New 52 Animal Man Vol. 1: The Hunt Review
When I picked up this book, my friends at the comic book store started making comments: “The guy isn’t even cool enough to have a specific animal assigned to his name! Just blanket “Animal” Man? Laaaame…!” However, hurting for something to read and with no new “top shelf” DCU titles available for me to grab (I showed up late in the week and most new releases were sold out), I figured at an affordable price of $12.99, why not grab this collection? Besides, when I asked the guy behind the counter what’s good and new, he recommended this one. He hasn’t failed me yet.
I’m really late to the show on this one as this title was released in May of 2012. The publication collects issues #1-6 of Animal Man during the New 52 event. It is written by Jeff Lemire (Atom, Superboy, Justice League Dark) with artwork provided by Travel Foreman (X-Men Unlimited, The Immortal Iron Fist, Birds of Prey). It was released as a trade paperback with no hardcover option like more mainstream New 52 collections.
Buddy Baker, Animal Man, isn’t in the top echelon of the stable of heroes from the DC Universe. In fact, the character is mired in mediocrity and something of a man who can’t decide on what he is or wants except for his love of family. Portrayed as an everyman character, he is a far distant cry from the likes of Bruce Wayne or Clark Kent. Something else that sets him apart from most superheroes is how he doesn’t go to any great length to conceal his “secret” identity and flies around with his face visible to anyone he encounters. Heck, for a lot of the story, he runs around with half of his costume missing or ripped off.
While the general premise of the story is a little predictable, the pacing is excellent and turns the comic into a fast read. I also found the dialogue a little cliche, but it detracts little from the main story. Lemire makes it easy to care about the characters and it is a nice change of pace to find a superhero who’s a lot more accessible than those living in low Earth orbit on the Justice League Watchtower. With down-to-Earth characters, the story turns into one where the protagonist is just a man who happens to have super powers and is learning to cope with the ramifications of those abilities while trying to keep his family safe from the dangers associated with being a superhero. In this respect, it makes Animal Man a little less super but adds more dimension to a character who isn’t there to punch his way out of problems. Indeed, this is a hero who doesn’t have everything he needs. There’s no secret lair, no super-powered backup team—just a man trying to have a life.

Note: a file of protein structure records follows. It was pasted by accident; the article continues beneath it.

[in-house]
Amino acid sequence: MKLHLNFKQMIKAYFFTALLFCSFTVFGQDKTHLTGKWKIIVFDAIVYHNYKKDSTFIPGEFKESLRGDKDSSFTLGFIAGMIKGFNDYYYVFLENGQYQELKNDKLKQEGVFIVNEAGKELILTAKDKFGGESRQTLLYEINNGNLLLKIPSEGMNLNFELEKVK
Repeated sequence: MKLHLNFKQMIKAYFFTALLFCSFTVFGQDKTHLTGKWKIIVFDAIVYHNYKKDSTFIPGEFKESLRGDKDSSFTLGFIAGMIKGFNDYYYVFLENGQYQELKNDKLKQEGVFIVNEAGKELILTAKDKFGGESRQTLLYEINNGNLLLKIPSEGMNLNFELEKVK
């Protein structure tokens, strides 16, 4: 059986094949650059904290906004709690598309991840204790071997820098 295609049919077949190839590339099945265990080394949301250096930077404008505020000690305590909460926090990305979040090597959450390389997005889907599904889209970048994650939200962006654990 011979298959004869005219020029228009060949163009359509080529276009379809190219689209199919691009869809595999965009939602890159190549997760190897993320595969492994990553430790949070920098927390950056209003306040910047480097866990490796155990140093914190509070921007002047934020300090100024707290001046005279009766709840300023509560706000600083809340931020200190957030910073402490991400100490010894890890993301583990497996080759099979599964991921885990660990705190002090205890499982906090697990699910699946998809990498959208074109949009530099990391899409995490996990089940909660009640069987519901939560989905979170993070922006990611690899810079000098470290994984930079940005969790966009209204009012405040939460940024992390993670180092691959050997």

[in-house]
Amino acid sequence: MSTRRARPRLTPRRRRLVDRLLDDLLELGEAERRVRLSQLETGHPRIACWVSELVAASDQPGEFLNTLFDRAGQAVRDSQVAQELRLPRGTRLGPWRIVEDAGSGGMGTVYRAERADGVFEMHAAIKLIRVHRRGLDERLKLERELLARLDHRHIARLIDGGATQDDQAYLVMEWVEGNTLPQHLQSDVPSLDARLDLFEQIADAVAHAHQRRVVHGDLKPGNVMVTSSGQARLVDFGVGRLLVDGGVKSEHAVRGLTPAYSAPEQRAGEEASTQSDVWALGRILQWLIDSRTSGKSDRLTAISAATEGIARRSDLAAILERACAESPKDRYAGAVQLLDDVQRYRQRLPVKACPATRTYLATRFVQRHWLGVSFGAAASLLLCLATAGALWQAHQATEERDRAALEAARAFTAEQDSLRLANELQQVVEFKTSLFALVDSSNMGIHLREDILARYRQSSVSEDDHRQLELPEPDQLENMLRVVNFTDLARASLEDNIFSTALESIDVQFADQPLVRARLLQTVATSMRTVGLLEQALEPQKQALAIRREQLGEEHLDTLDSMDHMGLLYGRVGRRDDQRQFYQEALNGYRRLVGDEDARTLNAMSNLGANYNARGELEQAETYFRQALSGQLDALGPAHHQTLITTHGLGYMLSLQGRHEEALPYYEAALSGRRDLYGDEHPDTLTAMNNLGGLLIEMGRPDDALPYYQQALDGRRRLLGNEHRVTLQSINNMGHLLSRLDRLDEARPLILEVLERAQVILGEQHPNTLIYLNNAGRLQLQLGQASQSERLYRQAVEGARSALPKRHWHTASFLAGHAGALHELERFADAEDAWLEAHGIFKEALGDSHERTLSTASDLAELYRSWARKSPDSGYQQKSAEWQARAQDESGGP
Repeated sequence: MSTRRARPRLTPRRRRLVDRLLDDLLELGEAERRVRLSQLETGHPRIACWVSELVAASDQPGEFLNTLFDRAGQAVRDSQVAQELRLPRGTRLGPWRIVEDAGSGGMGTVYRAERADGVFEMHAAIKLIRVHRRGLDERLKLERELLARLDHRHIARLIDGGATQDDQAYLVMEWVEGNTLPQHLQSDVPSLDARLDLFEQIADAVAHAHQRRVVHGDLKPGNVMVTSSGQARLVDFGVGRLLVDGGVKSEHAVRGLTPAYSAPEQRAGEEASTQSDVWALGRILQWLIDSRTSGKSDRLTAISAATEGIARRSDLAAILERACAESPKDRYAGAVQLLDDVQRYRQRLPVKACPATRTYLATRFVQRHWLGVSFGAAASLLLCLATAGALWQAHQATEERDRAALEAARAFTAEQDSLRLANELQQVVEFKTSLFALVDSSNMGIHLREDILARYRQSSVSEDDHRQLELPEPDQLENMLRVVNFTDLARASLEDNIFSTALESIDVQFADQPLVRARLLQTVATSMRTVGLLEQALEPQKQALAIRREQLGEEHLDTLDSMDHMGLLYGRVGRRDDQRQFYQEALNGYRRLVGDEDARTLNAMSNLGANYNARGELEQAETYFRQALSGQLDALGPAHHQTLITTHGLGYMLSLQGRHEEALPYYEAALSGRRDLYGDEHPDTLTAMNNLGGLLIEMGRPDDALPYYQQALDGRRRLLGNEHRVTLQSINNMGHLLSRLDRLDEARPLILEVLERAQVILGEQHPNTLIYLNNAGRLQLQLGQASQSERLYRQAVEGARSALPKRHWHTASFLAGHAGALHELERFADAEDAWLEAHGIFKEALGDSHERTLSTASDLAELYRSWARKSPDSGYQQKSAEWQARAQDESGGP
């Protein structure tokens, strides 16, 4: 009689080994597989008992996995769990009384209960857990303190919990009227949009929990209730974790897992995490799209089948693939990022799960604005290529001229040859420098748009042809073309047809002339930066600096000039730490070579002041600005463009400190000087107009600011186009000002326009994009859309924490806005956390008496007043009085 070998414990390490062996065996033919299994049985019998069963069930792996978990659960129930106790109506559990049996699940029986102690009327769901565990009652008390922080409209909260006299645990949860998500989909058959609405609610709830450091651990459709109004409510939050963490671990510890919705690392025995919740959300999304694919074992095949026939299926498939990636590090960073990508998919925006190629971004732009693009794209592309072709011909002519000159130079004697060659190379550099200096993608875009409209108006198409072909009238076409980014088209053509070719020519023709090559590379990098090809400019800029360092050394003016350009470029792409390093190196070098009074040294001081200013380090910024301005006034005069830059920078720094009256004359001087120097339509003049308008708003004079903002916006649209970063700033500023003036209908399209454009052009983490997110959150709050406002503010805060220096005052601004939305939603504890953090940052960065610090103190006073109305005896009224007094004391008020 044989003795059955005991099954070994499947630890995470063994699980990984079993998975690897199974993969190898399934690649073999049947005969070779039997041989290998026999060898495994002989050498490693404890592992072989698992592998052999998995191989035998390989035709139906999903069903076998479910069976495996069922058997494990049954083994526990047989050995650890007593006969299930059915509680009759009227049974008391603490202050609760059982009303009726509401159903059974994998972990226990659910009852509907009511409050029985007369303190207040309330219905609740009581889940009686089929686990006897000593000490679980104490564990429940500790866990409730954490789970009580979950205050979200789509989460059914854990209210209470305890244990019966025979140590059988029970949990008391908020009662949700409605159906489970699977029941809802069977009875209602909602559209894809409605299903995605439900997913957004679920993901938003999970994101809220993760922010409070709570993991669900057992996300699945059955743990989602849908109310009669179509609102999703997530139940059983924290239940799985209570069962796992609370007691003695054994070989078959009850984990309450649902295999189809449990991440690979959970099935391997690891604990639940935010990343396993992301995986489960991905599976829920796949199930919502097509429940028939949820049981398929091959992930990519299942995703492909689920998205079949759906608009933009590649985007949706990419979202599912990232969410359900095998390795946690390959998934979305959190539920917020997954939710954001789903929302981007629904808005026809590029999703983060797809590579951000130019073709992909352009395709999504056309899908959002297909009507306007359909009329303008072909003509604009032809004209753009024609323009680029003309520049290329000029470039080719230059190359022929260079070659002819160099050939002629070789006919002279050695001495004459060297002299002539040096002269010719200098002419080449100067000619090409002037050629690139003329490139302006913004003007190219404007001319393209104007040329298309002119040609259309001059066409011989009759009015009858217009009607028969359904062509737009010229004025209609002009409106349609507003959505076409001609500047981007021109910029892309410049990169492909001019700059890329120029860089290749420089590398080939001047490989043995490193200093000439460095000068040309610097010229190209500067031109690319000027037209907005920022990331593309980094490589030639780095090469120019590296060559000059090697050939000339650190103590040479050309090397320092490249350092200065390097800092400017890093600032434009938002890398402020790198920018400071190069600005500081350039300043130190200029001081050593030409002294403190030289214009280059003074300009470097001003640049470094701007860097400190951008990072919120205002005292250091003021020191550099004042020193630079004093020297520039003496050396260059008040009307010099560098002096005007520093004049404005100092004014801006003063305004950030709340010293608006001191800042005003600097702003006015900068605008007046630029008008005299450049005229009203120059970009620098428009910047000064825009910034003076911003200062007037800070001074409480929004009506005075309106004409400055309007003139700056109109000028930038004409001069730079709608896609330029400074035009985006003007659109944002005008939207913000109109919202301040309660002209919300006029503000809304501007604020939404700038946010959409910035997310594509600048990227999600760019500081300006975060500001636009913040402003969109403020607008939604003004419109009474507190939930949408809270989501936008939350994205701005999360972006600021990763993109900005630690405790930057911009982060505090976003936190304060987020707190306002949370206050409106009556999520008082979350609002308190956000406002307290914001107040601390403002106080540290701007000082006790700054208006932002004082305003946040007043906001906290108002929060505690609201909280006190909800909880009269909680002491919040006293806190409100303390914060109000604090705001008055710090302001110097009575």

The art is creepily appropriate. While a little bright and with images a little too washed out for my taste, the grotesque manifestations and vivid, dream-like sequences add a lot of flavor to the story. Foreman’s work has caused me numerous times to stop and examine the detail in the sometimes ghastly and oftentimes intricate images. His drawings can cause great emotion and helped bring me into the world Animal Man is forced to traverse. The story is comforting and repulsive at appropriate times thanks to the scenes and images that can change drastically between panels. Reading this comic served as a surreal and immersive experience. Highly enjoyable. The collection also provides sketches in the final pages as bonus material. This I found underwhelming and thought it could’ve used more to add to the value.
While I found this book an entertaining read, I don’t feel all that compelled to keep reading into the series. It’d be a nice buy if there was nothing else to read, as was the case when I purchased it. Titles such as this and Swamp Thing, which it ties into, ought to be in their own micro-verse like they were when published under the Vertigo banner. In the end, the book seemed like an afterthought to tack on to the New 52 event. There is no buyers’ remorse in this purchase, however. If you are looking for a superhero comic book with “traditional” superhero roles, this is certainly not one to get. However, if you’re a comic book fiend looking for something not quite so superhero-y but which doesn’t stray too far from what you’re used to, then you can’t go wrong picking this title up.